WGU Nursing Program- An Inside Look

Are you considering Western Governors University for your nursing degree? If so, here’s some of my insight into the inner workings of coursework at WGU. This is my insider advice on tackling each assessment area and how to navigate the road of their RN to BSN and BSN to MSN program/s which I completed myself. You can read more about my journey here. Course by course tips for the BSN are here and for the MSN are here.

A note on the gist of things at WGU: 

Learn to be flexible. Things change frequently with WGU- courses, course requirements, etc. During a single term I didn’t have any course changes but I know several students who have been enrolled for a few terms who have had changes throughout their enrollment which has caused frustration here and there. Just be prepared for it. Focus on ONE course at a time. Usually any changes are typically in your favor, they’ll adjust cut scores for assessments or they’ll do things like cut down hours on your practicum (I WISH this happened for me… I did 90 hours and they switched it afterwards to 45). Try to be patient and if any changes adversely affect your progress be sure to speak up for yourself, typically you are able to argue your right to continue just as you enrolled without the changes if you choose.

OA’s versus PA’s

OA’s are objective assessments, these are multiple choice tests that are pass fail based on cut score (which by the way equates to a “B” grade or competency level at a traditional school). You take these via a testing center or via a web cam in the comfort of your own home where you are actually proctored by real people. A little weird to get used to but once you work out the occasional kinks of the web cam this is great. The way the new software works you don’t even have to schedule your exams out ahead of time you can literally jump on any time you’d like and take the exam at will. Highly convenient.

PA’s are performance assessments, a nice way to say “papers or presentations”. These in my opinion are horrid. It ends up being a BIG long redundant paper (some 35+ pages for example) that cover a million areas on a rubric that demonstrate your knowledge and competency on that particular course. Each course has a completely different set of rubric requirements, some have power points associated, some like Biochem require you to make models & drawings, but in the end it’s essentially paper writing at it’s finest. I loathe PA’s which unfortunately make up 90% of the MSN program. (BSN is roughly 50/50 ish).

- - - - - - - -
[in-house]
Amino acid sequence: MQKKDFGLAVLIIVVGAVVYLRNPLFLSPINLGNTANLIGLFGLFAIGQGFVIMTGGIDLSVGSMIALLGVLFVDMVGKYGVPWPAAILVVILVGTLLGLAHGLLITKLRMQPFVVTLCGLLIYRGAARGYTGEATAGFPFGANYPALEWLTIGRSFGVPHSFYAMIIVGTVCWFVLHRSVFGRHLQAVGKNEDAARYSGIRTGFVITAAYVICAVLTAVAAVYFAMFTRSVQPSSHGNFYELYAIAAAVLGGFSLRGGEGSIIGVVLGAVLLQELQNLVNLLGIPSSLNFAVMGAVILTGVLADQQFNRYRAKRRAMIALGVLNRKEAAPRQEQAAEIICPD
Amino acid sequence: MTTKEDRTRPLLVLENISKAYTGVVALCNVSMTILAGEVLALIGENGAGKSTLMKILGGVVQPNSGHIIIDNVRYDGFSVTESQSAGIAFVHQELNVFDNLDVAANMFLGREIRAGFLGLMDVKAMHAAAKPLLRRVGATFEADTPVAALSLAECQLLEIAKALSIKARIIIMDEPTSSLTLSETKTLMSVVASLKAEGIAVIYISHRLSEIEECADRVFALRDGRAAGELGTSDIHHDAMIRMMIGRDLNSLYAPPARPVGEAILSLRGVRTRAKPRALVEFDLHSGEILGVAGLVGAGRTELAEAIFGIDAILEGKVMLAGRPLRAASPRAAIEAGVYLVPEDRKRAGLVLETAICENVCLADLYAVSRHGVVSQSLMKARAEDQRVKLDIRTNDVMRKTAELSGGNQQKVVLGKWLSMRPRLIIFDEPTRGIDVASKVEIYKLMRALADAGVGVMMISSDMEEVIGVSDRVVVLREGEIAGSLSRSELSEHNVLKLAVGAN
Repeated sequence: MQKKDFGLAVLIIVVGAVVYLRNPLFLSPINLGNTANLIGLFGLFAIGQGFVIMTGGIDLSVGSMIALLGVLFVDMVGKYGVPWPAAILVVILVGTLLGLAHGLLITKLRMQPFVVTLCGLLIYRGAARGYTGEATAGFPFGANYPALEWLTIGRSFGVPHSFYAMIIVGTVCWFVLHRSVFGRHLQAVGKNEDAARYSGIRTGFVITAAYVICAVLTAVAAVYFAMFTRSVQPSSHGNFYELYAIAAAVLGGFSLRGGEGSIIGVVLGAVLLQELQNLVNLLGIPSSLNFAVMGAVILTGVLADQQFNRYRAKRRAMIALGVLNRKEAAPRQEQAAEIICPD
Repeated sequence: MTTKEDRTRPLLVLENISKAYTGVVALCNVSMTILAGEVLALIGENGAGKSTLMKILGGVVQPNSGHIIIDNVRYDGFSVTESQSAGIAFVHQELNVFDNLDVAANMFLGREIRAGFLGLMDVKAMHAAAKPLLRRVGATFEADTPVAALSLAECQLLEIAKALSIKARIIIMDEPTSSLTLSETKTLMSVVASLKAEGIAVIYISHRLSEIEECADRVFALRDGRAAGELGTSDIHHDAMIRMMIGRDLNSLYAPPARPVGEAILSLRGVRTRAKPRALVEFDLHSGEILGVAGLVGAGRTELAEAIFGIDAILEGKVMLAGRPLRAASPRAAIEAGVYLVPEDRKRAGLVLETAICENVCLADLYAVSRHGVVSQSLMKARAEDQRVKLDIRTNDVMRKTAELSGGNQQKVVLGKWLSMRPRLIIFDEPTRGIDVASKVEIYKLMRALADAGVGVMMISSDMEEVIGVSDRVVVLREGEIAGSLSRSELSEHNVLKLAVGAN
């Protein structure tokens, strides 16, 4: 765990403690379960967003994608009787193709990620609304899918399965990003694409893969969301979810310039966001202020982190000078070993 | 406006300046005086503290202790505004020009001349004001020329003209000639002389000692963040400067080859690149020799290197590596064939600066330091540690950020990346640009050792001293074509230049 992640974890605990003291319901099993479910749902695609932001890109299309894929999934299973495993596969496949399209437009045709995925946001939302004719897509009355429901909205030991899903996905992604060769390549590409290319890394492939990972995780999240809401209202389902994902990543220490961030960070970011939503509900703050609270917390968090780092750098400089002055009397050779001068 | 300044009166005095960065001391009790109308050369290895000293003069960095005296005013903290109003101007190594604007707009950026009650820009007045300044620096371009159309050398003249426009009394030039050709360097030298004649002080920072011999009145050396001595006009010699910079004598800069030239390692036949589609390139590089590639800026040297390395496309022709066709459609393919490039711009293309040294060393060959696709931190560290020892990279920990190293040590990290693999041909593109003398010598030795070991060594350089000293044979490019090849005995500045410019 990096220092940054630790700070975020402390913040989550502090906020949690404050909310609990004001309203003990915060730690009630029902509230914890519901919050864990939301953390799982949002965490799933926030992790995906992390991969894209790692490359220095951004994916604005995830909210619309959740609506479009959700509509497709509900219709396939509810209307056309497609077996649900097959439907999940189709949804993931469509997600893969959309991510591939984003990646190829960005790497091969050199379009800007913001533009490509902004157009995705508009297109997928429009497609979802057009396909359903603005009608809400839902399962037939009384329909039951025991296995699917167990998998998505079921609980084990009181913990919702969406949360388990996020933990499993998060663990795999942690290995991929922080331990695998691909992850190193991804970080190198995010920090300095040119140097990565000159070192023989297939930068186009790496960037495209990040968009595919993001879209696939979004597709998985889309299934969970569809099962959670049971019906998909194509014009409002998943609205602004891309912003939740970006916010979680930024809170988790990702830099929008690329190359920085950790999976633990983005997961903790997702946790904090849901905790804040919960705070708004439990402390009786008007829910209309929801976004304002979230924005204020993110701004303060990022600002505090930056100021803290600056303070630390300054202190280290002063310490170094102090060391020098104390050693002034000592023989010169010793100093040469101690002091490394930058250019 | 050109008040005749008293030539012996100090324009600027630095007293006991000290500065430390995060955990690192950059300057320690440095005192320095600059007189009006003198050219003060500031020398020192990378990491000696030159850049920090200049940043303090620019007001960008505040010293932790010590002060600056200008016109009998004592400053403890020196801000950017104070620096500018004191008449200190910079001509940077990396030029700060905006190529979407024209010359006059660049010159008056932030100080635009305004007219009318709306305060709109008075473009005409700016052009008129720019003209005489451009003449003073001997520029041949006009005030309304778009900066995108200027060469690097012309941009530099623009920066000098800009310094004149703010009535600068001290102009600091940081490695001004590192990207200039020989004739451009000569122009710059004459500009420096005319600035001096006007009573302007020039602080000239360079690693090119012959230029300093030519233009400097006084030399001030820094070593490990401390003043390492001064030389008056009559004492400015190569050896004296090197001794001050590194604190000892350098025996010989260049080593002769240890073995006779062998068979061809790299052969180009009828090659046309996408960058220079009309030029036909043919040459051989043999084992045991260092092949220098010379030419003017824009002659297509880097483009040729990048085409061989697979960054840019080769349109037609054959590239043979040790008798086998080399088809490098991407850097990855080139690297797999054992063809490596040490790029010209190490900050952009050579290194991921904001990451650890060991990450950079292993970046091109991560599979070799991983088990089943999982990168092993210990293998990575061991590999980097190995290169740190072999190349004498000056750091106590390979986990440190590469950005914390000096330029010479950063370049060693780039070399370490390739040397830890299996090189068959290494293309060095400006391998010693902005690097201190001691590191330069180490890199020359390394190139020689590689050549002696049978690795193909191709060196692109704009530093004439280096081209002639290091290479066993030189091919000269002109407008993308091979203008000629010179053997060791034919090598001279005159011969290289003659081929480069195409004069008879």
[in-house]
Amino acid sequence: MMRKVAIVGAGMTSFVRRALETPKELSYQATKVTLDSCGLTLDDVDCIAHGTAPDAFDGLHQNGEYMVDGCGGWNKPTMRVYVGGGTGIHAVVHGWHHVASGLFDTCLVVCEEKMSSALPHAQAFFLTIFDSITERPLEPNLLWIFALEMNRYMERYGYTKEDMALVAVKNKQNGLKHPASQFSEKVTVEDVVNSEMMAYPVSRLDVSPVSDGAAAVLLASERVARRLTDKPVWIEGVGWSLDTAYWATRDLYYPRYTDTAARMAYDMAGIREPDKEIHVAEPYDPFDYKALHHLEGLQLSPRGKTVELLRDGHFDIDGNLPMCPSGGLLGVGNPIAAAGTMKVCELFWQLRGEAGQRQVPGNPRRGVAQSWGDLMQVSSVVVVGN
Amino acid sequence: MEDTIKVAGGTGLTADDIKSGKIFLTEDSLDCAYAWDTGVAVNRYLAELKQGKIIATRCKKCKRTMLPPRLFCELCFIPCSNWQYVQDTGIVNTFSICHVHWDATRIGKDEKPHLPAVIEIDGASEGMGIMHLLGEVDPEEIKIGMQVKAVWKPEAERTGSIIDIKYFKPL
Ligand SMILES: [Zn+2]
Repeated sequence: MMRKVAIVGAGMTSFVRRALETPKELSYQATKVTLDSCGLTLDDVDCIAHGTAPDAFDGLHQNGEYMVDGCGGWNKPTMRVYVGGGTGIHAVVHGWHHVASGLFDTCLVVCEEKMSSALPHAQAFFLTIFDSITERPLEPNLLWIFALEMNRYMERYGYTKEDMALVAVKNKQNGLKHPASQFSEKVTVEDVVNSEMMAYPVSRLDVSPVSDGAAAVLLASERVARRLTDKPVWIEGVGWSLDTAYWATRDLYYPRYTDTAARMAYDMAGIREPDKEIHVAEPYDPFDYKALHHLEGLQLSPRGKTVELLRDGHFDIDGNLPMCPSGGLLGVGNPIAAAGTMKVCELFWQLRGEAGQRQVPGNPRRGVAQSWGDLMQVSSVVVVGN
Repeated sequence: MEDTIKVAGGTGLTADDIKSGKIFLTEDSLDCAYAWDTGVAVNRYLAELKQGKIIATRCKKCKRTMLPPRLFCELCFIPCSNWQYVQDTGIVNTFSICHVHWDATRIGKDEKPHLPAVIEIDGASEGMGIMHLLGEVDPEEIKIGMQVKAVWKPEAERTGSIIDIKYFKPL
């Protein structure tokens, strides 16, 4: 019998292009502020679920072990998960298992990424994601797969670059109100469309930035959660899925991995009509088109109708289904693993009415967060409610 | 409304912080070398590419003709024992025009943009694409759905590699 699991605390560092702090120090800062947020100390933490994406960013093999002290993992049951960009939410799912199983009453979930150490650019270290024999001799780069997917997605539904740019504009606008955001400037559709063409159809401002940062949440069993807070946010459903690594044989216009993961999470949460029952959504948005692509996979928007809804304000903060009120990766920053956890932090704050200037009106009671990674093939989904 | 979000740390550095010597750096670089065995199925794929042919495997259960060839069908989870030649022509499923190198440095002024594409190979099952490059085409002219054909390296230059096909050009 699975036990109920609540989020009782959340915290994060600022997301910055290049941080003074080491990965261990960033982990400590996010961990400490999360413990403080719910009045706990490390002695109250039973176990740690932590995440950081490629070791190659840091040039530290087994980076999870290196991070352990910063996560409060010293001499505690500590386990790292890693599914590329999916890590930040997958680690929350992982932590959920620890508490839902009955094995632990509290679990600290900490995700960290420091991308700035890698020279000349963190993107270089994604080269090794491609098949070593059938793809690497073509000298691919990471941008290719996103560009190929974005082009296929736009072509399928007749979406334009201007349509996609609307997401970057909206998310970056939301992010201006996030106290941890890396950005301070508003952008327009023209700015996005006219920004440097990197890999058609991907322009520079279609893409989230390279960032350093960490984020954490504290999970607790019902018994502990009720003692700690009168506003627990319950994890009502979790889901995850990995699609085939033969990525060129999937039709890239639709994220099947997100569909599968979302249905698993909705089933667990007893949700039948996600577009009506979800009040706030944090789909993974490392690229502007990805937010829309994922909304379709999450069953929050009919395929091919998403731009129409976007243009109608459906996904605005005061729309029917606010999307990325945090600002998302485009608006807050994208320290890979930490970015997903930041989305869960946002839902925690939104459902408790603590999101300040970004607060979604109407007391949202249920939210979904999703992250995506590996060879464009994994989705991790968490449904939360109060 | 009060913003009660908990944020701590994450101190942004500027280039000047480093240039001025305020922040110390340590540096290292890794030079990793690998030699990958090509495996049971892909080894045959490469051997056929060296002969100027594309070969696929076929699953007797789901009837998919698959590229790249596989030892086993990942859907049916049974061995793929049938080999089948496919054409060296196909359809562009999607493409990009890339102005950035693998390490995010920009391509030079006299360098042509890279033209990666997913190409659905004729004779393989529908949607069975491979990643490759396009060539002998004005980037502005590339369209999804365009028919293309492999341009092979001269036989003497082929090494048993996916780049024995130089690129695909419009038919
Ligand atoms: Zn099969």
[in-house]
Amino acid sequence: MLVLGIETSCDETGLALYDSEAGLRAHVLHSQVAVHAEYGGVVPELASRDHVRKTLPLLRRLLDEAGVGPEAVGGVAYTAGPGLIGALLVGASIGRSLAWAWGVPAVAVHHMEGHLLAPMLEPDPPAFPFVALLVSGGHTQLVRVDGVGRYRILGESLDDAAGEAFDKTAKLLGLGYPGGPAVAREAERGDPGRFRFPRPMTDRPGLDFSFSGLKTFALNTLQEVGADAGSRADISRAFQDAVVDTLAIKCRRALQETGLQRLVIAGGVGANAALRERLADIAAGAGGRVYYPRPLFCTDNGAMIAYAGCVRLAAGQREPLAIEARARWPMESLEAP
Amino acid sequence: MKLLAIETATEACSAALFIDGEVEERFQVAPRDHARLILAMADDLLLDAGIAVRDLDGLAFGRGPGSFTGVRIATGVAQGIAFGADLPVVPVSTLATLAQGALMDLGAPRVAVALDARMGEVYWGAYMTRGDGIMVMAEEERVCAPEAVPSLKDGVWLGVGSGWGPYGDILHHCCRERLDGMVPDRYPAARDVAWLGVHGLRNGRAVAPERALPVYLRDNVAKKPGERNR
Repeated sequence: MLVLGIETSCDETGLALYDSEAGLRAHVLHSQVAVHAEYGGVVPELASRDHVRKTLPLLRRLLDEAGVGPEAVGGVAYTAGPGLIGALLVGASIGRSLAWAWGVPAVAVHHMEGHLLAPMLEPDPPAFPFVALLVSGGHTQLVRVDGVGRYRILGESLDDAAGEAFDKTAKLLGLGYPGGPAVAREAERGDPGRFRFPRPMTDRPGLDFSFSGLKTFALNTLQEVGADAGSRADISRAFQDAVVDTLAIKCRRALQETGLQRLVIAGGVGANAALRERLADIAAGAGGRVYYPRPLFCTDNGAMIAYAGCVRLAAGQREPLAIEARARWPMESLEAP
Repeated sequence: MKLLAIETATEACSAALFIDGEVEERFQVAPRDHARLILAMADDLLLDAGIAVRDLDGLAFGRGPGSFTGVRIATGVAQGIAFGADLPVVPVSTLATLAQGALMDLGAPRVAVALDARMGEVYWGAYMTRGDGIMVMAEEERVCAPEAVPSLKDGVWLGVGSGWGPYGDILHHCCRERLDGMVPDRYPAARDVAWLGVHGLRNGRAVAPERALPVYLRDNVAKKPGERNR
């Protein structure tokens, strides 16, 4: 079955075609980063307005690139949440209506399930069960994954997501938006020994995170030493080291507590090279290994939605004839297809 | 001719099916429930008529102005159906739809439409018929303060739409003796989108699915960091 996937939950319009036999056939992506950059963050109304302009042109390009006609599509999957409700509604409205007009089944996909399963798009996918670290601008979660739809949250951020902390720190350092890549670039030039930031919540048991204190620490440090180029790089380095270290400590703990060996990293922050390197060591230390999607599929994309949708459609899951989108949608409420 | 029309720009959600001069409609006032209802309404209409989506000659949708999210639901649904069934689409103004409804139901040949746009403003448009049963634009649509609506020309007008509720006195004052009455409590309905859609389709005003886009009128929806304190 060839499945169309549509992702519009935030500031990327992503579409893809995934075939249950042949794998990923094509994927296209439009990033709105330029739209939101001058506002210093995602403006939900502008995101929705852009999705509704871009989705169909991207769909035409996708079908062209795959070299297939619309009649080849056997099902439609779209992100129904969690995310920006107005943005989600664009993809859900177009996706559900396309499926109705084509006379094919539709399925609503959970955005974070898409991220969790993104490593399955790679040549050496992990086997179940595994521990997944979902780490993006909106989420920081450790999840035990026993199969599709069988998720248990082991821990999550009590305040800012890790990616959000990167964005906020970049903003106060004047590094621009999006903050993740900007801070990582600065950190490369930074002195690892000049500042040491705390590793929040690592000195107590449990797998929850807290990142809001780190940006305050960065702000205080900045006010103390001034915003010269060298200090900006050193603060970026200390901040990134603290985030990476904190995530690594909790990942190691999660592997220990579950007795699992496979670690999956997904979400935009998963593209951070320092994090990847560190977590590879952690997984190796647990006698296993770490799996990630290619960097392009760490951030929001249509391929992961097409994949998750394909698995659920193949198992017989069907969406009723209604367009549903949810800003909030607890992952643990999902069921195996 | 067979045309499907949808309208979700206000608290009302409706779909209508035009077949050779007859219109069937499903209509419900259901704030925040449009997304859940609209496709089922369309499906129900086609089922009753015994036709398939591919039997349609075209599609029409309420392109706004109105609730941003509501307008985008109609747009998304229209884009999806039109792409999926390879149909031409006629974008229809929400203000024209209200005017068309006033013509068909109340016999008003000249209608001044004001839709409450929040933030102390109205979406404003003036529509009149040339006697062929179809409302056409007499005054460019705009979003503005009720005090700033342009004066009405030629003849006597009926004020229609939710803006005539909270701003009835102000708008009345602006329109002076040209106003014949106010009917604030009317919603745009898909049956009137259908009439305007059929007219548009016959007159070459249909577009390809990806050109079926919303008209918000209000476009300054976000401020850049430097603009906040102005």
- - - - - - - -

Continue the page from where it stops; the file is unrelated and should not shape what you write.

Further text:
Which order to take the courses in

I tried to decipher each course when I started to see which I thought may be the best to take first, come up with my own schedule of completion, etc. I learned after speaking with my mentor the first time that while you can technically take the courses in any order you’d like there is a “typical” way of doing things and in the end I went along with this. No need to make waves if this was a good way of completing what I needed to do. Most mentors will suggest that you take Health Assessment and Care of the Older Adult first along with possibly Community and Population Health. (Course numbers will change but typically the course names do not, so learn both). This order was fine to get me into the groove of things.


My Personal Course Timeline:

I ended up taking each OA with about 2 days of prep time ending with the 3rd day testing. I outlined my schedule ahead of time to give myself 2 days of study on the material (granted I had small kiddos at home so a “full” day of study is relative). The 3rd day I spent the morning reviewing and cramming again and the afternoon taking the exam. For each OA my usual method of approach included skimming the Course of Study to find relevant points. Checking the course community gave me a lot of insight on what to study in fact many courses have their own “study guides” compiled by the course mentors that will really help you focus in on what is required for the OA. Outside of good documents like practice exams and notes that you can find in the course community you can see questions and answers from the mentors to other students which usually end up being your own questions. Browsing over these things in the community will give you a good vibe on how the OA is going to go.